Remember that game you played as a child – generally in gym class or some kind of summer camp?
The one in which you stand on some sort of box or podium, close your eyes, and fall backward with the sheer hope that the people below you would catch you?
It was a practice build to evoke trust in your fellow peers, which gave credence to the underlying purpose of the entire exercise.
The problem is that it didn’t prepare you for how to survive should that safety net fail you. What if a few people weren’t paying attention? Or someone suddenly got a cramp in their leg? Or worse, your network wasn’t as reliable as you previously been lead to believe? Then what?
It’s great to teach trust, assurance, and communication. However, it is equally important to teach survival in the event that the safety fails you. That’s not being negative; that’s just being smart.
I bring up this analogy because It’s summertime and that means barbecues, family vacation, and lots and lots of time spent in the water. Whether you live by the ocean or lake, have a pool, or are fortunate enough to have friends with pools who let you crash them when the temperature gets to a feverish pitch – having access to water is a fun and easy way to cool off.
This is particularly true if you have kids. There are few things in life that children enjoy more than splashing about in a swimming pool, but if your child hasn’t had the opportunity to learn HOW to navigate water, that can be a dangerous line to tether.
It becomes exponentially dangerous when there are a lot of kids around, and parents get sidetracked or distracted or have had one too many cocktails. Death via drowning happens at alarming rates among little kids, and it’s because of this reality that floating devices like Puddle Jumpers have become so popular. But what if they are doing more harm than they are good?
As an admitted owner of a Puddle Jumper myself, in theory, … THEY… ARE… AWESOME. Your little one can remain buoyant for hours, which takes a lot of the stress and responsibility off you or anyone watching your kid.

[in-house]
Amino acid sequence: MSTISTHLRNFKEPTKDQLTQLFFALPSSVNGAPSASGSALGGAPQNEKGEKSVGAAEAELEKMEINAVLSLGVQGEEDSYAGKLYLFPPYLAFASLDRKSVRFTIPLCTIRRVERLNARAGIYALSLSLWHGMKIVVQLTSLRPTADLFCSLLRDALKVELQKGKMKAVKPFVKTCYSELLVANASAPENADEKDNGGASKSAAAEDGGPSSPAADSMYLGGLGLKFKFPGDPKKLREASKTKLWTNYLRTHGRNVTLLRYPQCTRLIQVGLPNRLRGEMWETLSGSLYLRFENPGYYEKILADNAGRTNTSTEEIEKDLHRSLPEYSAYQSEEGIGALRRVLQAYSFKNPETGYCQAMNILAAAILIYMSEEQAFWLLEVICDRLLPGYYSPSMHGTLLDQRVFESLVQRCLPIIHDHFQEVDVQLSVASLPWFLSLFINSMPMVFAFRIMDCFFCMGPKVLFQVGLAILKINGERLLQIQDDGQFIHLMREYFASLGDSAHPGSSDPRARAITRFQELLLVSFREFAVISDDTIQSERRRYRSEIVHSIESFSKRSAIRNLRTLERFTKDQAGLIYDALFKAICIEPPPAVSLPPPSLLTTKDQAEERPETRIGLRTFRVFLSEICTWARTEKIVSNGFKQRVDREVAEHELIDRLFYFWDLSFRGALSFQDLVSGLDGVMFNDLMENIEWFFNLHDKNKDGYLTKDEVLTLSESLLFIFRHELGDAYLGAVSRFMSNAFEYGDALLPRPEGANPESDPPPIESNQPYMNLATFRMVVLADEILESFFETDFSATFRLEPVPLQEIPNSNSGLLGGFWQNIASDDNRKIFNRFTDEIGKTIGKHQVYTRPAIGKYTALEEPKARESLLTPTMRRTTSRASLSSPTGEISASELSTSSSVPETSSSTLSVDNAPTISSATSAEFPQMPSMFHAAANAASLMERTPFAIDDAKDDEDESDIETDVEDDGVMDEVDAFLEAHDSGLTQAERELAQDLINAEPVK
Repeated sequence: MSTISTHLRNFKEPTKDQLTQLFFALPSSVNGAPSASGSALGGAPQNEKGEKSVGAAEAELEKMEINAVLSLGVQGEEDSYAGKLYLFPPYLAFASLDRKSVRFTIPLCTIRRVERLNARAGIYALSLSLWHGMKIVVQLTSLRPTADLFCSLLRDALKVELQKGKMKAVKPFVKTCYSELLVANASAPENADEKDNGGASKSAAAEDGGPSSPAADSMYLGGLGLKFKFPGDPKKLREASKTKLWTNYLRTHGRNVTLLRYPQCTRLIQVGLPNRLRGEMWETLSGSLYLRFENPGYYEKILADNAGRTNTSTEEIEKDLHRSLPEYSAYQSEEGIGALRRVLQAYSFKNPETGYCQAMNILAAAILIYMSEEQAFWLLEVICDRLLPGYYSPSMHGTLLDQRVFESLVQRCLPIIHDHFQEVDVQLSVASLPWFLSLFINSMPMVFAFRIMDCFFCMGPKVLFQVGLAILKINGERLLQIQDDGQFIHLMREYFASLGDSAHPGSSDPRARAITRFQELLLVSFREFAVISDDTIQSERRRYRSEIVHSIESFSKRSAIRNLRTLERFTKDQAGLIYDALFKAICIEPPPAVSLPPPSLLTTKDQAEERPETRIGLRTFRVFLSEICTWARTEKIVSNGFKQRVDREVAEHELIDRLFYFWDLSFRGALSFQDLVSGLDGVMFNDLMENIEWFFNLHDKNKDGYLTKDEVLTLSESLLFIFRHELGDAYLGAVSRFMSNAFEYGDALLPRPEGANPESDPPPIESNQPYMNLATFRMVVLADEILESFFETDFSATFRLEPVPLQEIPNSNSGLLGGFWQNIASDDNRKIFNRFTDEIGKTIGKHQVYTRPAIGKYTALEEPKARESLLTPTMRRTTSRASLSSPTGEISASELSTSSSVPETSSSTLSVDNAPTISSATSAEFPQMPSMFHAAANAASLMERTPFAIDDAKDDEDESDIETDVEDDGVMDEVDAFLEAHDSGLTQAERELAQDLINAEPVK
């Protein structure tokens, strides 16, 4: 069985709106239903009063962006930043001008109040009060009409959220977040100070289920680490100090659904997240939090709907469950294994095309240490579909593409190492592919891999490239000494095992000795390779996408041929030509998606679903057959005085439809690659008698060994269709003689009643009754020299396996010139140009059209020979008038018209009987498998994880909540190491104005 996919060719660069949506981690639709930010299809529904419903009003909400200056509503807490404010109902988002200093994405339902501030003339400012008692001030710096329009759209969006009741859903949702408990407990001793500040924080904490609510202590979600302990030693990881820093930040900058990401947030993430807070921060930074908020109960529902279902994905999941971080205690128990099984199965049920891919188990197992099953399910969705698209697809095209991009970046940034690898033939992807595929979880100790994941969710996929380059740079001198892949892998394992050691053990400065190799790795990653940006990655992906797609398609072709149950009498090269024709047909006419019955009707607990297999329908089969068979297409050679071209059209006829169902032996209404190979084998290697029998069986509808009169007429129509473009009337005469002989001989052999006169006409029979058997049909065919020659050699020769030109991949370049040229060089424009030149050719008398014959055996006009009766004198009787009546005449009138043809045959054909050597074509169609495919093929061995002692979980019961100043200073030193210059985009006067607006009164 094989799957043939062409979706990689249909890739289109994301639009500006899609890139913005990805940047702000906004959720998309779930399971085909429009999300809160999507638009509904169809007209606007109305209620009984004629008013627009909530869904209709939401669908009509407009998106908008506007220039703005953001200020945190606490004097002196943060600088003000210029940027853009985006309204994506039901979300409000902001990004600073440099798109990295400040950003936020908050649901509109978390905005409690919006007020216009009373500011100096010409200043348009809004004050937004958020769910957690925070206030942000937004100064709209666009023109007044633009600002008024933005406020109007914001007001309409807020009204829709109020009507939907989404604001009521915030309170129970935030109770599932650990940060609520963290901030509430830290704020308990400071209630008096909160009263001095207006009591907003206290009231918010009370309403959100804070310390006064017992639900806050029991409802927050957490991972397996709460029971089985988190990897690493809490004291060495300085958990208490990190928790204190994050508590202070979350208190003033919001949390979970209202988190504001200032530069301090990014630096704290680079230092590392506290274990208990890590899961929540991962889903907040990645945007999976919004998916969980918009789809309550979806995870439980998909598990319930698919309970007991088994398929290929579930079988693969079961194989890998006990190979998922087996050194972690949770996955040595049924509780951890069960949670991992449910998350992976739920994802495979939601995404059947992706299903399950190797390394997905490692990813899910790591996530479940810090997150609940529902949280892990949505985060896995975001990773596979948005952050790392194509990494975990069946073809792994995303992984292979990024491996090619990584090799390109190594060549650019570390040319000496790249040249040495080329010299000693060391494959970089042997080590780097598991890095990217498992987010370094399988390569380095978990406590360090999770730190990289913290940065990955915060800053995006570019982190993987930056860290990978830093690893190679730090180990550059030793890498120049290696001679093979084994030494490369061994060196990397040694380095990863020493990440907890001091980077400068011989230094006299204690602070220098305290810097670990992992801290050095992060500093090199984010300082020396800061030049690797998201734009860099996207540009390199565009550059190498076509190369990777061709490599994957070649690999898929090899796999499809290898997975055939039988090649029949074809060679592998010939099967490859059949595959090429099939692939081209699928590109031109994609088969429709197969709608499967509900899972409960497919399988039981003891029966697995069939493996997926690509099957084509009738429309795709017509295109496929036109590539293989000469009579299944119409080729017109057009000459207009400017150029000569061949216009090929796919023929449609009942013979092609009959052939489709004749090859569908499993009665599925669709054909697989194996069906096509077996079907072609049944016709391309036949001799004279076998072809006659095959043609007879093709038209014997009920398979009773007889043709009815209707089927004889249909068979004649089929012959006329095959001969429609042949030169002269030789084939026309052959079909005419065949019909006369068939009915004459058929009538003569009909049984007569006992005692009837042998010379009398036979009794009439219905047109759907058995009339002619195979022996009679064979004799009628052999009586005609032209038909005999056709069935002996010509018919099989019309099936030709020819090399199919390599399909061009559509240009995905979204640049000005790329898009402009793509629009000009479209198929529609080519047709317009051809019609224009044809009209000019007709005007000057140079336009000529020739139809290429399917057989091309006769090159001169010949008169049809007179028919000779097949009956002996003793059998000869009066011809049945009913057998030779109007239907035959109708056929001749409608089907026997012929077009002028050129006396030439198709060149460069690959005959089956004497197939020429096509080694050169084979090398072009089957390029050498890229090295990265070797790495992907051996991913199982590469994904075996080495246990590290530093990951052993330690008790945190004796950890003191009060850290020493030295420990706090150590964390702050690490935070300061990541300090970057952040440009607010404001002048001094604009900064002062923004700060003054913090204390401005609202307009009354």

But just like the “fall back” exercise I mentioned earlier, Puddle Jumpers only work when they’re inflated, properly on, and in use. However, is your little boy or girl prepared when the Puddle Jumpers come off?
Here’s what happens with floaty devices like Puddle Jumpers: A child becomes comfortable and dependent on the device because they know it will keep them buoyant if they wander off the steps, jump into the pool, or accidentally fall in. Puddle Jumpers are a built-in crutch that almost 100% guarantees safety while in use. Yet, there are two HUGE problems with that.
- Your child becomes lazy. I don’t mean that negatively; I simply mean that Puddle Jumpers keep kids from having to kick or use their arms or learn how to float or come up for air. Toddlers can literally can just bob around like plastic ducks and that’s a very hard habit to break when they actually DO learn how to swim because they haven’t been taught the mechanics nor the importance of kicking or peddling their arms.
- There’s a possibility that constant use of Puddle Jumpers (or really any flotation device) will give them the false sense that they actually CAN swim. So in the event that they accidentally fall in the water or boldly dive in, there is a real likelihood that they think they’ll just float to the surface. In other words, if they haven’t been taught survival methods to float or swim to safety on their own because they’ve been relying on Puddle Jumpers, there’s is a very serious risk involved with that.
To emphasize, I don’t think Puddle Jumpers aren’t without benefits. However, they should never take the place of taking the time to teach your kids how to swim. Just as crucial as it is to have your kid feel comfortable in the water, it is equally important to have them respect the potential danger of water.
Bottom line: it’s never too early to teach your child how to swim. Drowning is a parent’s worse nightmare, and you should do everything in your power to prevent that, including cutting out the Puddle Jumper safety net as soon as possible. As a parent, these floaties save you from the added stress of helicoptering your tyke and give you leeway to enjoy yourself at a pool party or beach day. However, longterm, the popular devices can prove to be a headache (best case scenario) or prove to have heartbreaking consequences (worst case scenario).